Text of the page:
“What exuberant, distinctive art it is. You know a Pebworth piece from across the room — or across the vast lobby, in some cases, since many of his mixed media wall works — in metals, woods, stones — literally filled lobby walls in buildings around Houston and beyond. But every Pebworth work, even the pill-box sized pieces humble collectors in small spaces have room for, is unmistakably his.
Though I didn’t know him as a teacher, his contribution in helping younger artists find their own voices – for many years at Sam Houston State University in Huntsville — will also live on as a continuing legacy.”
Years after retiring from his position at SHSU, Mr. Pebworth and his wife moved to Fayetteville, Arkansas to be closer to family and the cabin they built in the Ozark Mountains.” He never stopped working, and created art up until his death.
He was one of the first Houston artists I knew about growing up. My parents owned his work, and I always appreciated his workmanship and signature style.
I was very sorry to hear that Charles Pebworth has passed away. In the early 70’s I remember seeing a few works by Mr. Pebworth for sale in the gallery, but I do not know the specific reason they were there. I do remember them as being quite magical and different than anything I had seen up to that time. I was in awe of how well-crafted they were. They seemed like doorways to some other dimension, decorated with symbols, to my mind, representing an alien or lost language.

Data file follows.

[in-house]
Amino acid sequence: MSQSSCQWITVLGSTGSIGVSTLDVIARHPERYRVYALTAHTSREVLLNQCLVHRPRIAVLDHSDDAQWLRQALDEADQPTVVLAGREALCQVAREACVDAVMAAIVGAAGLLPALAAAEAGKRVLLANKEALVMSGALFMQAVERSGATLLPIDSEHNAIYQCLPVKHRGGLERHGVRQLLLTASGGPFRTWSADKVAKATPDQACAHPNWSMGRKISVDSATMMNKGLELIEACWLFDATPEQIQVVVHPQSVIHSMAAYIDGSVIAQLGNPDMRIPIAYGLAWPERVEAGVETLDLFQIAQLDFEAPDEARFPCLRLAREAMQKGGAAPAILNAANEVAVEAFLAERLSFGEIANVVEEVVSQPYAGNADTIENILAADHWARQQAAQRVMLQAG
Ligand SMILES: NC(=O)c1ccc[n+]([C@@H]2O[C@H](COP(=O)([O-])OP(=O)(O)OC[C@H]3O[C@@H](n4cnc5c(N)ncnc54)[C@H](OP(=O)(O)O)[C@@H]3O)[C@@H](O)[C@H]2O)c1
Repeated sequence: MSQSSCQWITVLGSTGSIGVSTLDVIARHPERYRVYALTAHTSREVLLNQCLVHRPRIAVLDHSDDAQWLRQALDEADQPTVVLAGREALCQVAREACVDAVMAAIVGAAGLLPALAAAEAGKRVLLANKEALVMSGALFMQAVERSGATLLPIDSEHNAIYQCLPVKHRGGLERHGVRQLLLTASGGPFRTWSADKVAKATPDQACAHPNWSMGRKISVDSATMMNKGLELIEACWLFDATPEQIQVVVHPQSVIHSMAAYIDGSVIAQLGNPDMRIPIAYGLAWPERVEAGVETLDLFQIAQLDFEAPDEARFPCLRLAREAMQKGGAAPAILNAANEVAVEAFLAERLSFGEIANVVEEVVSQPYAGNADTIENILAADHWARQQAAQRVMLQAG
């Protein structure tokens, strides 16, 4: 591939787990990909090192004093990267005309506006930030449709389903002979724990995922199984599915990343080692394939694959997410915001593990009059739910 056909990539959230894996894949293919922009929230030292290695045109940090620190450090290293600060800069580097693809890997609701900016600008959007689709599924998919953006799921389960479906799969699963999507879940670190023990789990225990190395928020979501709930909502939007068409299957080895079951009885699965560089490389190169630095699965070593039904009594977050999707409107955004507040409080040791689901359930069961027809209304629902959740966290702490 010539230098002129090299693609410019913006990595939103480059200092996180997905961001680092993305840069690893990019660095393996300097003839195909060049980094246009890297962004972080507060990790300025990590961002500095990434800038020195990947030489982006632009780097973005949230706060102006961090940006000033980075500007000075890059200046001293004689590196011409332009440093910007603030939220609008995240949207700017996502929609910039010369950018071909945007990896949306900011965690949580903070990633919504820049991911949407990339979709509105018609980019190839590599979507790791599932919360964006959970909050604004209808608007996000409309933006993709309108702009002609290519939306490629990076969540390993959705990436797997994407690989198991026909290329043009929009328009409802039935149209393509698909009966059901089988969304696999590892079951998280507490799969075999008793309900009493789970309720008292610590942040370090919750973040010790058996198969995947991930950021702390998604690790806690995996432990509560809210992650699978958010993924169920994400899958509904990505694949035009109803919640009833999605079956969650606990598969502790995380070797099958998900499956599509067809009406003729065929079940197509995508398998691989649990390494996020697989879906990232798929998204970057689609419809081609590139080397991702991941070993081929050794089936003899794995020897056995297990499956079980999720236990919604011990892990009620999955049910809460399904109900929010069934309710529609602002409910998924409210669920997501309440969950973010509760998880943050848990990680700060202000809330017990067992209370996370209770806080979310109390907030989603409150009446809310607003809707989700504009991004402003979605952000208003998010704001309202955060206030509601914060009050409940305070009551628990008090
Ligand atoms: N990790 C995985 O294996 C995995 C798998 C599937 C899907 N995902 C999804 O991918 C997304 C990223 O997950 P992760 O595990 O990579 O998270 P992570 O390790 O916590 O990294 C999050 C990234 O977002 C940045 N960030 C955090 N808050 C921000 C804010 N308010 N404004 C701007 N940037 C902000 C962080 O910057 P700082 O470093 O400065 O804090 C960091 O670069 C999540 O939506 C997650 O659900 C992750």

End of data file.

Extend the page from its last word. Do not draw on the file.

In the early 90’s, we started exhibiting in The Art Show in NYC. During that time, we would occasionally be consigned objects that Mr. Pebworth had created from estates. Often, these would be wooden boxes that would open to reveal his mystic iconography of polished interlocking metal shapes. They were always sold opening night to collectors who had no idea who he was.
Last year, I attended the Texas Association of Museums meeting that was held at the Hyatt Regency in Houston. I checked in and was impressed with the lobby spaces that soared upward in a triangular shape. It was not until the next day that I looked around the lower level and discovered Mr. Pebworth’s monumental installation above the escalators. I knew instantly who had done it and spent the next 10 minutes going up and down the escalator enjoying its lyrical undulations.
I have always thought that Pebworth was a Texas treasure and after reading Mr. Zech’s article, especially James Surls’ quote, I know that to be true. He is one of the Early Texas artists I wish I had made the effort to get to know personally. I hope one of our major Texas Museums will honor his memory with a retrospective as I believe he is deserving. Thank you for the pleasurable moments you have provided me over the years.
In addition to being an artist of the highest talent and work ethic, besides being a wonderful teacher and mentor, he was a great and dear friend. We miss him very much.